On May 1st, 1876, in A May Melange, Livingston Hopkins included in his piece, a drawing of a man who looks somewhat like Tigwissel, but is not named as such. I make note of it here, but I’m not officially counting this as a Tigwissel appearance.
In addition to the above appearances, as I’ve shown in other postings, in the 1880′s Livingston Hopkins swiped/re-used his own comic pieces — including ones involving Tigwissel — for his new Australian audience, in the Sydney Bulletin. In these rewrites, Professor Tigwissel’s name was dropped or changed.
To view all prior Tigwissel Tuesdays postings (which include other comic strip takes on scientists and science experiments), click here.
Tuesday, July 9, 2013
Nearly a year ago, we showed a number of cartoons of the Victorian Age cartoon character Mr. GoLightly, who some people out there contend was a real person (Charles Golightly), who in 1841 filed a patent for his riding rocket. We at SuperITCH contended his first, undated cartoon (below) was published circa 1830, and whoever filed the patent in 1841, did so as a joke. The fact that no GoLightly cartoon had been found with a pre-1841 date definitively printed on it, enabled the debate to continue.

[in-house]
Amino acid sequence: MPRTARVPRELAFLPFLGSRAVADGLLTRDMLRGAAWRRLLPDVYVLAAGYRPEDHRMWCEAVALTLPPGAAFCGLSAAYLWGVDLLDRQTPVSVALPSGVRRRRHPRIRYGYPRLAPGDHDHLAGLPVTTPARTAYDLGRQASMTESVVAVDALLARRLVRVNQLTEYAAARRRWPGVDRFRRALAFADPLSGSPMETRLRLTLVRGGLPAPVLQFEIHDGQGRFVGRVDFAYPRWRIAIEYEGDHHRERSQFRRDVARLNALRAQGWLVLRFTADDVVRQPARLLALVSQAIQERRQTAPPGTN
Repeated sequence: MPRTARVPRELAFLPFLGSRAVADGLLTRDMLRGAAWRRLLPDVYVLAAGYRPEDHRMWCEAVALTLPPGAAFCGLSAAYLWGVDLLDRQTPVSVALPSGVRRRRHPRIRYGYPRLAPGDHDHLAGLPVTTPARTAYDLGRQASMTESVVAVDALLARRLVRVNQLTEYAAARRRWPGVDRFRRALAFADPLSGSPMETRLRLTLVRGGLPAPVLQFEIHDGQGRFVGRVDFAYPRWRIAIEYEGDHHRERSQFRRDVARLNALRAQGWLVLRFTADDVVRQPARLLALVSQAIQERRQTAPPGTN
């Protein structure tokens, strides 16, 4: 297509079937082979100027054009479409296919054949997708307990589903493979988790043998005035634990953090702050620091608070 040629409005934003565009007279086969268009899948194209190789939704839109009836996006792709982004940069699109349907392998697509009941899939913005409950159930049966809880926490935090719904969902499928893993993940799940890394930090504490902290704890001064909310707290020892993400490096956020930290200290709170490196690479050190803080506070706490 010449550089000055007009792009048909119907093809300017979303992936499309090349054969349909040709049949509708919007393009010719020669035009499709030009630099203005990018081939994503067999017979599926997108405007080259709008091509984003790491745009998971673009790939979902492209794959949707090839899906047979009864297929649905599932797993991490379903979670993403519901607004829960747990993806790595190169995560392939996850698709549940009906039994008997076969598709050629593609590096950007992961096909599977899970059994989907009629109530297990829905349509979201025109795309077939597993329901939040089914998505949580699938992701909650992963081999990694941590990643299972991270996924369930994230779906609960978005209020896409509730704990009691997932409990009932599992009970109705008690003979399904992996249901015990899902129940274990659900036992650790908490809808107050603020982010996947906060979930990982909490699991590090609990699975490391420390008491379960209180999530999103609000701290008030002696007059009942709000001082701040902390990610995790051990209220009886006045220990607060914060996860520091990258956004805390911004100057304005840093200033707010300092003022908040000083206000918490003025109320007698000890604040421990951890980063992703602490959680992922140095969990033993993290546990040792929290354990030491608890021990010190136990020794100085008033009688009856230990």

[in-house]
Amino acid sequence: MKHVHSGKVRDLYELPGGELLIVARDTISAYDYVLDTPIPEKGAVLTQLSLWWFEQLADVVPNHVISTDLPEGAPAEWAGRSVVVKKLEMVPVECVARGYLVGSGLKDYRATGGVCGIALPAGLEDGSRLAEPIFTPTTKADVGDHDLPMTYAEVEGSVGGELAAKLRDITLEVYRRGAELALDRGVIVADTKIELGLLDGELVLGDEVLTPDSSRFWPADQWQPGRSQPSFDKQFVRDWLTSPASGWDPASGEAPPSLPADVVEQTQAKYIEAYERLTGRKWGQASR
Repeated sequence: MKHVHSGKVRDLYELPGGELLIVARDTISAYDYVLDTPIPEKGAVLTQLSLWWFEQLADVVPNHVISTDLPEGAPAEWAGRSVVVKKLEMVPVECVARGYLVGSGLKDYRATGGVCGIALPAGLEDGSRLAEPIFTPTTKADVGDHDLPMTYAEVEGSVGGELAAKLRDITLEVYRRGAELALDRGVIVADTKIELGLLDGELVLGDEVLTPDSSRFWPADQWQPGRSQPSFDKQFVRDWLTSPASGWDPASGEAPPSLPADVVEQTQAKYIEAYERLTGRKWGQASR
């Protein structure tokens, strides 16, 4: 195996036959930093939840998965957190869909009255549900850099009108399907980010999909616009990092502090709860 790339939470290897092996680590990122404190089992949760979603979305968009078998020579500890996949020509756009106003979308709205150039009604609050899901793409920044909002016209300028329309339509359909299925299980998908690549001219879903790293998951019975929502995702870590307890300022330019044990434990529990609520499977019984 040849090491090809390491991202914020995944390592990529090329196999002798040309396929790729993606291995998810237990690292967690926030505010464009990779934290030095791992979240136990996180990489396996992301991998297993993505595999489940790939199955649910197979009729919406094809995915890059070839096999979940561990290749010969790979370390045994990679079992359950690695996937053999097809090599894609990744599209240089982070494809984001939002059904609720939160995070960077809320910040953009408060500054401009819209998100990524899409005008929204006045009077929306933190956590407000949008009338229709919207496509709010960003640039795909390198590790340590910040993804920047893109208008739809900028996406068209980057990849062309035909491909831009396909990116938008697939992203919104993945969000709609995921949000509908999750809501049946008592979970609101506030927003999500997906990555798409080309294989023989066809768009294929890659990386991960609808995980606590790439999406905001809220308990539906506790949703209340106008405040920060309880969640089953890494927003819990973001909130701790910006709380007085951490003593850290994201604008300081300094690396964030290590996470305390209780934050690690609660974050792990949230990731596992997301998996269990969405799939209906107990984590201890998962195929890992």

To those who maintain that Mr. GoLightly’s invention & its patenting were real, I say sorry. The definitive proof that the joke preceded 1841, is in. (Not of course, that facts have ever ended debates.)
I found the above cartoon — clearly based upon the original cartoon version — printed on Page 53 of the Philadelphia published book, Every Body’s Album, Volume 1 (not to be confused with the earlier British publication of the same name). The date of that book’s publication — printed on its title page — was 1836. Interestingly, this American copy of the still earlier original British cartoon, refers to writers of patents (mayhaps inspiring the later prank filing).